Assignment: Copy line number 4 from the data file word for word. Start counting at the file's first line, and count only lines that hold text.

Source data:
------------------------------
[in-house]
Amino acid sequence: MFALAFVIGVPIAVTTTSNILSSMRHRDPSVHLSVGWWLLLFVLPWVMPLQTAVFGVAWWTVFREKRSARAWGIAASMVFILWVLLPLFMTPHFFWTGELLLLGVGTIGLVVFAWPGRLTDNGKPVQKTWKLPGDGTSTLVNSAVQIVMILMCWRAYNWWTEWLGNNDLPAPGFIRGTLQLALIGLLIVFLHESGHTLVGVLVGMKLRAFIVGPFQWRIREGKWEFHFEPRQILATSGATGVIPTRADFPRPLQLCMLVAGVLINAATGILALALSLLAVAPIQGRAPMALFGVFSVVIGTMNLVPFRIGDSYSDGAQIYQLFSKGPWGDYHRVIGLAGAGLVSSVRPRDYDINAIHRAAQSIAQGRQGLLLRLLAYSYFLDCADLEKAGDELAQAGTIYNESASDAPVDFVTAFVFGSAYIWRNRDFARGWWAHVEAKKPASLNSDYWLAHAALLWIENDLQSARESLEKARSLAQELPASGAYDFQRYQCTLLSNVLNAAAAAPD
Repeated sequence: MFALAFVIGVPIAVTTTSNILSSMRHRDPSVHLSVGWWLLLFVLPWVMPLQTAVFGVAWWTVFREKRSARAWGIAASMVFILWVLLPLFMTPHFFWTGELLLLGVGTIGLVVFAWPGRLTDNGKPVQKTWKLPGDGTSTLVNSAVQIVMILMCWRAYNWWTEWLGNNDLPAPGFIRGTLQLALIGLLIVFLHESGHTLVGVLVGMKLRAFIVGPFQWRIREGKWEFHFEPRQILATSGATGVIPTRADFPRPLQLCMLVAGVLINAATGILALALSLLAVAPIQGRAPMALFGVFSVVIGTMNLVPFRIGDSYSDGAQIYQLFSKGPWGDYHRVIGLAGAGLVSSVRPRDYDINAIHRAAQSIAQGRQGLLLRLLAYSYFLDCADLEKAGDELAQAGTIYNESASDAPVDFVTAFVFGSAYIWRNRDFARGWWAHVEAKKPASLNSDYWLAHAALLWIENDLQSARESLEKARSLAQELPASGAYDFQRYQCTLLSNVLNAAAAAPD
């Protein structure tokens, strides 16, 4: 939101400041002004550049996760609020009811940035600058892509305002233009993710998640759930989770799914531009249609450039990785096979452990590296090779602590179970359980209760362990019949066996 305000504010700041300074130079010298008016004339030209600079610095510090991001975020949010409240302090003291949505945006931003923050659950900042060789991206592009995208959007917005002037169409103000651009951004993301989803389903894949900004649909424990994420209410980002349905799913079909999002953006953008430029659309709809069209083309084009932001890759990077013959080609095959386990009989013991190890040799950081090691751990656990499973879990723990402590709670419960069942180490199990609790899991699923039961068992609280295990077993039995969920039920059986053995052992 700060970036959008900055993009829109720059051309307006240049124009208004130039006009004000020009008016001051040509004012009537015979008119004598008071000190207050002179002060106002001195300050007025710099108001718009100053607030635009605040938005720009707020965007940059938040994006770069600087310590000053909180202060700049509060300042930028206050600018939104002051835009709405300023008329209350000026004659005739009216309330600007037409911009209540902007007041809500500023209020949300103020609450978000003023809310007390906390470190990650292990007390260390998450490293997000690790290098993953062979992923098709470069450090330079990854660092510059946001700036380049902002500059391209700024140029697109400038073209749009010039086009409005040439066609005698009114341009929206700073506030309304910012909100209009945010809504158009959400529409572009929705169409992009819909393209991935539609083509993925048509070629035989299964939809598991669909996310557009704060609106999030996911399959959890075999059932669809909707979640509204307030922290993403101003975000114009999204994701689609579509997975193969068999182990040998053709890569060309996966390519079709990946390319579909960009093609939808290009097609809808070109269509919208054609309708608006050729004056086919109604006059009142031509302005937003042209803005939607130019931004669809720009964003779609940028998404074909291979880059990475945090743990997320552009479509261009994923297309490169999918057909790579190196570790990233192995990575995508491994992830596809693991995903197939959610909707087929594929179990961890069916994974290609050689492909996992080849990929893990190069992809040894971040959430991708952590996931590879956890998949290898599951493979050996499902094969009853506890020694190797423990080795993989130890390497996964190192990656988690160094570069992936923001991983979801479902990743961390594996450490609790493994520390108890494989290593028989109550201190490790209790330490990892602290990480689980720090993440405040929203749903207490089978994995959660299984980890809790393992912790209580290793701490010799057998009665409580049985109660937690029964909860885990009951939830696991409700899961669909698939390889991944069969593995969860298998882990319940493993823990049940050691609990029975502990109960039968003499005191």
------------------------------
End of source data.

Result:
């Protein structure tokens, strides 16, 4: 939101400041002004550049996760609020009811940035600058892509305002233009993710998640759930989770799914531009249609450039990785096979452990590296090779602590179970359980209760362990019949066996 305000504010700041300074130079010298008016004339030209600079610095510090991001975020949010409240302090003291949505945006931003923050659950900042060789991206592009995208959007917005002037169409103000651009951004993301989803389903894949900004649909424990994420209410980002349905799913079909999002953006953008430029659309709809069209083309084009932001890759990077013959080609095959386990009989013991190890040799950081090691751990656990499973879990723990402590709670419960069942180490199990609790899991699923039961068992609280295990077993039995969920039920059986053995052992 700060970036959008900055993009829109720059051309307006240049124009208004130039006009004000020009008016001051040509004012009537015979008119004598008071000190207050002179002060106002001195300050007025710099108001718009100053607030635009605040938005720009707020965007940059938040994006770069600087310590000053909180202060700049509060300042930028206050600018939104002051835009709405300023008329209350000026004659005739009216309330600007037409911009209540902007007041809500500023209020949300103020609450978000003023809310007390906390470190990650292990007390260390998450490293997000690790290098993953062979992923098709470069450090330079990854660092510059946001700036380049902002500059391209700024140029697109400038073209749009010039086009409005040439066609005698009114341009929206700073506030309304910012909100209009945010809504158009959400529409572009929705169409992009819909393209991935539609083509993925048509070629035989299964939809598991669909996310557009704060609106999030996911399959959890075999059932669809909707979640509204307030922290993403101003975000114009999204994701689609579509997975193969068999182990040998053709890569060309996966390519079709990946390319579909960009093609939808290009097609809808070109269509919208054609309708608006050729004056086919109604006059009142031509302005937003042209803005939607130019931004669809720009964003779609940028998404074909291979880059990475945090743990997320552009479509261009994923297309490169999918057909790579190196570790990233192995990575995508491994992830596809693991995903197939959610909707087929594929179990961890069916994974290609050689492909996992080849990929893990190069992809040894971040959430991708952590996931590879956890998949290898599951493979050996499902094969009853506890020694190797423990080795993989130890390497996964190192990656988690160094570069992936923001991983979801479902990743961390594996450490609790493994520390108890494989290593028989109550201190490790209790330490990892602290990480689980720090993440405040929203749903207490089978994995959660299984980890809790393992912790209580290793701490010799057998009665409580049985109660937690029964909860885990009951939830696991409700899961669909698939390889991944069969593995969860298998882990319940493993823990049940050691609990029975502990109960039968003499005191």